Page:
As the majority of the world's population continues to gather in cities, the majority of our global wealth is also concentrating there. And that wealth is heavily concentrated in few global cities. Or as our own Richard Florida would say: Global wealth is spiky. A new report from McKinsey Global Institute says that the top 600 global urban centers (based on GDP) account for more than half of the world's GDP. By 2025 that number is expected to jump to 60 percent.
MGI put together a handy infographic to compare GDP in the top 600 between 2007 number and their projected 2025 GDP. You can also explore population shifts and filter the information by city size. (Click here or on the image below to explore the infographic.)
In the report, MGI predicts that by 2025, the top 600 urban areas will continue to be powerful, but they will shift considerably to cities global East and South. According to the report:
Today, major urban areas in developed-regions are, without doubt, economic giants. Half of global GDP in 2007 came from 380 cities in developed-regions, with more than 20 percent of global GDP coming from 190 North American cities alone. The 220 largest cities in developing-regions contributed another 10 percent.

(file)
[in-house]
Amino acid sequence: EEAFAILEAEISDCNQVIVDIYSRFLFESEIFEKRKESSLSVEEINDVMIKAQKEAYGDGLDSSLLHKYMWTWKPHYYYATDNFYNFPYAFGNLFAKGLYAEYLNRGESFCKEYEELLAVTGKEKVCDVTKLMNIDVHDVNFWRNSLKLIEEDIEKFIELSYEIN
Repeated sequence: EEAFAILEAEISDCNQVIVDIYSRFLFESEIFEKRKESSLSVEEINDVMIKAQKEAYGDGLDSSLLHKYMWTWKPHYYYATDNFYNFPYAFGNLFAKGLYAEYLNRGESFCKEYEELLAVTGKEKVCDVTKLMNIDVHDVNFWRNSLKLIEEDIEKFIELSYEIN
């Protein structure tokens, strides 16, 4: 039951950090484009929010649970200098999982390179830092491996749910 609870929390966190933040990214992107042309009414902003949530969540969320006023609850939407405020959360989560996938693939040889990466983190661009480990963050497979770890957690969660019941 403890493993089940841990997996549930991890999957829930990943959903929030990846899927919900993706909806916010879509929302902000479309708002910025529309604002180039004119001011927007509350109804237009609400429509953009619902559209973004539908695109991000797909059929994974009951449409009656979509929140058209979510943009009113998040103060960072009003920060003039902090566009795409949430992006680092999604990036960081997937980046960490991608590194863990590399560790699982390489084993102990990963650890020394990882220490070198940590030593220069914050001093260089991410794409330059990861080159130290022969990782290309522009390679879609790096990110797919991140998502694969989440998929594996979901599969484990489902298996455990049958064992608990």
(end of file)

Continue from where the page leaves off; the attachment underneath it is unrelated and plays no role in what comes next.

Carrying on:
But by 2025, one-third of these developed-market cities will no longer make the top 600; and one out of every 20 cities in emerging-markets is likely to see its rank drop out of the top 600. By 2025, 136 new cities are expected to enter the top 600, all of them from the developing world and overwhelmingly—100 new cities—from China.
Here are some more jaw-dropping statistics from the report:
- 22 percent of the world's population lives in the top 600 cities
- The top 600 cities generated $30 trillion in GDP in 2007
- Top 100 cities generated 38 percent of global GDP in 2007
- In 2025, top 600 cities will generate $64 trillion in global GDP
- In 2025, 2 billion people will live in the top 600 cities
Top image: Flickr/cuellar